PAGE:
A typical fire extinguisher contains 10 seconds of extinguishing power. This could be less if it has already been partially discharged. Always read the instructions that come with the fire extinguisher beforehand and become familiarized with its parts. It is highly recommended by fire prevention experts that you get hands-on training before operating a fire extinguisher. Most local fire departments offer this service.

    Once the fire is out, don't walk away! Watch the area for a few minutes in case it re-ignites. Recharge the extinguisher immediately after use.


    According to the National Fire Protection Association

    http://www.nfpa.org/

    • In 2003, 80% of fires in the United States occurred in the home, resulting in 3,925 fire deaths.
    • In the U.S., someone dies from a home fire roughly every 134 minutes.
    • In Canada, someone is fatally injured in a home fire roughly every 31 hours.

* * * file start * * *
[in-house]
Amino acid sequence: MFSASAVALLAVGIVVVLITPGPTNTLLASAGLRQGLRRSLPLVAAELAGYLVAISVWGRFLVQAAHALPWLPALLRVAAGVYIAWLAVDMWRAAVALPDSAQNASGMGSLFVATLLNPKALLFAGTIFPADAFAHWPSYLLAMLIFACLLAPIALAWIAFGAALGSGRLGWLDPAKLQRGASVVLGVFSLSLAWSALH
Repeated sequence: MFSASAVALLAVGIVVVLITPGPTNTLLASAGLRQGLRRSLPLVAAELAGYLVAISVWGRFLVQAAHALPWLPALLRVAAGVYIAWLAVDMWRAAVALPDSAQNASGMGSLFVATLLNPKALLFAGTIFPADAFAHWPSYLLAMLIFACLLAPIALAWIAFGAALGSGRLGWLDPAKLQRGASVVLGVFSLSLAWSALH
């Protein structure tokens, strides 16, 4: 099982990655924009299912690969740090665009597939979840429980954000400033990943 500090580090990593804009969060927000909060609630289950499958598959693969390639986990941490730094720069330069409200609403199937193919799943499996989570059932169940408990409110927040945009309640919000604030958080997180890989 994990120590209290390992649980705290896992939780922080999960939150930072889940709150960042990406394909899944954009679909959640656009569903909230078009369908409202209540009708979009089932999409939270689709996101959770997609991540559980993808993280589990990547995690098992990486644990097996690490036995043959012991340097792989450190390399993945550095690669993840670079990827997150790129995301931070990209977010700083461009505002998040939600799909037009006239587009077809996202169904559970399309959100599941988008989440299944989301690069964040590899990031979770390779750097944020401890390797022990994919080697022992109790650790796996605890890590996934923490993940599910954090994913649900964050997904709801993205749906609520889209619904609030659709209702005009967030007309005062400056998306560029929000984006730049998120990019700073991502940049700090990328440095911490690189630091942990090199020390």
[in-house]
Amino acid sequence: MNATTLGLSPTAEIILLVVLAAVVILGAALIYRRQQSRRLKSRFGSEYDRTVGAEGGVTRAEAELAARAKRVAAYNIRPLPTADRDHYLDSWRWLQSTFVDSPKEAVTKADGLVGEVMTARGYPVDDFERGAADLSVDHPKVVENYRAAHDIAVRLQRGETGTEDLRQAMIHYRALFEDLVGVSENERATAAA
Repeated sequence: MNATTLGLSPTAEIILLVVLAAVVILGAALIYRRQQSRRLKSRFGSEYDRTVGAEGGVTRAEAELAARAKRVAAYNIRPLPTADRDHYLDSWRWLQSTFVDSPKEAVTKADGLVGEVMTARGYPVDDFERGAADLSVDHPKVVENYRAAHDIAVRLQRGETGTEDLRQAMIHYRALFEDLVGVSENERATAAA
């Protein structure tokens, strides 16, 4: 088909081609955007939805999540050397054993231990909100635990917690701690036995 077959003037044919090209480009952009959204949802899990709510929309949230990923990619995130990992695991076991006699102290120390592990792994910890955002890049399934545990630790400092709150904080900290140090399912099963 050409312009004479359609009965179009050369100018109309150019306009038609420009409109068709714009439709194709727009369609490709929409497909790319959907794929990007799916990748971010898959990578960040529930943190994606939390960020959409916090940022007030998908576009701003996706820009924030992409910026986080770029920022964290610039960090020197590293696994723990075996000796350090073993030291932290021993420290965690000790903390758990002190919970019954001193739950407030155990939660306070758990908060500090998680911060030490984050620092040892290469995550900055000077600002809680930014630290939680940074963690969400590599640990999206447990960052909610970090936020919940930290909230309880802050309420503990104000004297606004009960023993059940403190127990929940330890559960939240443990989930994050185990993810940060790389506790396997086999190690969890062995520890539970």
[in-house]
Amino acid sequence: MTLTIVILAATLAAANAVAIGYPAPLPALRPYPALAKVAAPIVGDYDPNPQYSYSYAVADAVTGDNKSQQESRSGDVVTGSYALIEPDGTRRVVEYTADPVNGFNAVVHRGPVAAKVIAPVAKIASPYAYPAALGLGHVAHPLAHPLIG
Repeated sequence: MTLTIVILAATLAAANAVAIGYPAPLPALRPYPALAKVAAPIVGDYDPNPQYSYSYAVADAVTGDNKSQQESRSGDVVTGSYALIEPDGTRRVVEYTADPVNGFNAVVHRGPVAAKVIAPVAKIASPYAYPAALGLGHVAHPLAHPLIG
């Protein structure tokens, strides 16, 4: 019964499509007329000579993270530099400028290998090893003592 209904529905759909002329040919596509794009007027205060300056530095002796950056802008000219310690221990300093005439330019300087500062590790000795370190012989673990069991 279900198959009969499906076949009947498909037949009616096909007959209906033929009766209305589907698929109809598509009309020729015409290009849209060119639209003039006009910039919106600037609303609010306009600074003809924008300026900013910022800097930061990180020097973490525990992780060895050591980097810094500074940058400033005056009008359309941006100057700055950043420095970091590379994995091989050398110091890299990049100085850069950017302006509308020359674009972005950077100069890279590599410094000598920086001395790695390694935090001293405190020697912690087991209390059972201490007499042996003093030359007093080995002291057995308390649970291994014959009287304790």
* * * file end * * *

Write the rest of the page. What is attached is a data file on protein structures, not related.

• Roughly half of all home fire deaths in the U.S. resulted from fires that were reported between the hours of 10:00 p.m. and 6:00 a.m. But only one-quarter of home fires occur between those hours. 
    • Although children five and under make up about 9% of the country's population, they accounted for 17% of the home fire deaths.
    • Smoking was the leading cause of home fire deaths overall, but in the months of December, January and February, smoking and heating equipment caused similar shares of fire deaths.
    • Every 20 seconds, a fire department responds to a fire somewhere in the nation.

     With these startling statistics in mind, here are some safety tips for you:

    SMOKE DETECTORS

    Smoke is responsible for three out of four deaths.

    • Install smoke detectors on every level of your home and outside of sleeping areas.